Following Ryan Gosling’s announcement that he would take a hiatus from acting — “I need a break from myself as much as I imagine the audience does” — the female world reacted with grief and denial. There were supercuts to “delay Ryan Gosling withdrawal.” There were hundreds of GIFs “to keep you warm while he’s away.” Today video streaming site Blinkbox introduced the Gosline, a hotline that plays lines from Gosling’s movies to “reliev[e] the pain and hurt.” If Ryan Gosling is America’s imaginary boyfriend, then this hotline is the equivalent of America curling up in her bedroom after a breakup and listening to her ex-boyfriend’s old voice messages for hours on end while sobbing.
And so the time has come for America’s imaginary best friend to come over, rend the cellphone from her hand, and force her into a party dress so she can go out and meet someone new. You need to get over Ryan Gosling, America. All the “hey girl” memes in the world cannot change the fact that Ryan Gosling is just not that into you.
From the beginning, Ryan Gosling was ambivalent about his relationship with you, the public. More than once, he likened fame to the slow death of a lobster, something that snuck up him, a commitment he made without really thinking. It made him feel trapped:
I don’t know what to say about fame. I’ve been doing this since I was eight, so I can’t really say that it came out of nowhere. But I can’t say that I saw it coming, either. My friend’s grandmother would soak a lobster in vodka, get it good and drunk before she put it in the pot to cook it. Then she’d turn the heat up real slow. That lobster never knew what hit him. That’s how it’s kind of gone down for me. Except in my story, I guess I’m the old lady and the lobster.
He appreciated the intimacy you shared, but was plagued with feelings of artifice:
It [fame] has a weird effect on people. The experience of recognizing you puts them into some kind of trance where they think they know you but they don’t. They start sharing with you, and it gives you this intimacy that’s very rare.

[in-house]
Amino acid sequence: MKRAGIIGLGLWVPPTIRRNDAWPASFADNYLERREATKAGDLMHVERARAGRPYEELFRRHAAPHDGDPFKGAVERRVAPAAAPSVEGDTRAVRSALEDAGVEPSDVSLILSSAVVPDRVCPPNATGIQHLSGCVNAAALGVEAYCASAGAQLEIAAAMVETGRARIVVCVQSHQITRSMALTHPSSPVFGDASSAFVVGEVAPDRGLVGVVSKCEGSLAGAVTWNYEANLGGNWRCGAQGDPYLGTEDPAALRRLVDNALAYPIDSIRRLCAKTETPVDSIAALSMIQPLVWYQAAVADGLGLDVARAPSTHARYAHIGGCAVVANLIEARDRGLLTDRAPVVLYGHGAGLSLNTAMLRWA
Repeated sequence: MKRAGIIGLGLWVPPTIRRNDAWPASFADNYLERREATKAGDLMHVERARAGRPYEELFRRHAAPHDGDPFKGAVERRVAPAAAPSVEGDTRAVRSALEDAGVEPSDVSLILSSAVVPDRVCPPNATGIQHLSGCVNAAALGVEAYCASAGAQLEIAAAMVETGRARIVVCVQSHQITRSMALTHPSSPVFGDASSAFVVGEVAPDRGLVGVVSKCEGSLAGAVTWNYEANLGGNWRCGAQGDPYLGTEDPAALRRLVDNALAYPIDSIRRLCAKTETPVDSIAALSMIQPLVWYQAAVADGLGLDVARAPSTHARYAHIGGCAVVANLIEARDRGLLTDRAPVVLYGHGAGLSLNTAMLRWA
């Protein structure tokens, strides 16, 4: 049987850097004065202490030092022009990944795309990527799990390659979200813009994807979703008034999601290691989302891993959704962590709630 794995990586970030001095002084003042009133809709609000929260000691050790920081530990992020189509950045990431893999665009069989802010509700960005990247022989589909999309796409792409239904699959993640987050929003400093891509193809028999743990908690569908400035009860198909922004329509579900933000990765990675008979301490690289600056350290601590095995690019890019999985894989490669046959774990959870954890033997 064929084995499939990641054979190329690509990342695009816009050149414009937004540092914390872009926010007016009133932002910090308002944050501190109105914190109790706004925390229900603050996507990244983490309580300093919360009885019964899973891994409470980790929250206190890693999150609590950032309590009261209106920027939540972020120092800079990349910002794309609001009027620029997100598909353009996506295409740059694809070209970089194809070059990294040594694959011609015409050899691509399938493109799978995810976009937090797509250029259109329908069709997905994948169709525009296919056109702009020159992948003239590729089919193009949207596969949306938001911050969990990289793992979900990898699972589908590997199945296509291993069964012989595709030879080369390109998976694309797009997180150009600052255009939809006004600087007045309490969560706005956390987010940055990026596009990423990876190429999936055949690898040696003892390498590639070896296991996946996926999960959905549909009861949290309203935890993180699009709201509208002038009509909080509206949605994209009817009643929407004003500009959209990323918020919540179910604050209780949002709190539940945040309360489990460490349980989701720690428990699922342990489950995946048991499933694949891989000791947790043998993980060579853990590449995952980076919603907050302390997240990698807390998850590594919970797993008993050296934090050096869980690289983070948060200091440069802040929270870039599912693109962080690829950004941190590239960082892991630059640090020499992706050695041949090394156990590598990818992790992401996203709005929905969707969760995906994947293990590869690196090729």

To be with you, he had to live in Hollywood. But Hollywood made him feel grim:
They have meals. They go to Pilates. But it’s not enough. So they do drugs. If everybody had a pile of rocks in their backyard and spent every day moving them from one side of the yard to the other, it would be a much happier place.
He really likes carrying things, doesn’t he? Anyway, in the same interview where he announced he needed a “break,” Ryan Gosling worried that the public didn’t understand him:
By virtue of being in a movie like [The Notebook], it just changes people’s perception of you. But it doesn’t make it true.
I know this is hard. Ryan Gosling told you he needed only “to take a break and reassess,” which gave you hope that he might come back. But what are you going to do, sit around outside the door of the multiplex, waiting for the day he reappears on a whim? You need to move on. You can’t live this way. You need to find a new unattainable male actor to obsess over, one who deserves you. An unattainable romantic hero who commits to his unattainable romanticism. One who provides a never-ending stream of feature films for you to pin impossible hopes and dreams onto. Ryan Gosling isn’t that man. He can’t give you what you need. This is the exact situation outlined in rude dating book He’s Just Not That Into You, which turns out to be at its most appropriate when applied to celebrity fanaticism. Soon you will meet a new Ryan Gosling (Maybe Eddie Redmayne? He’s into art, very sensitive) and you’ll forget this period of forlorn telephone-hotline-listening ever happened.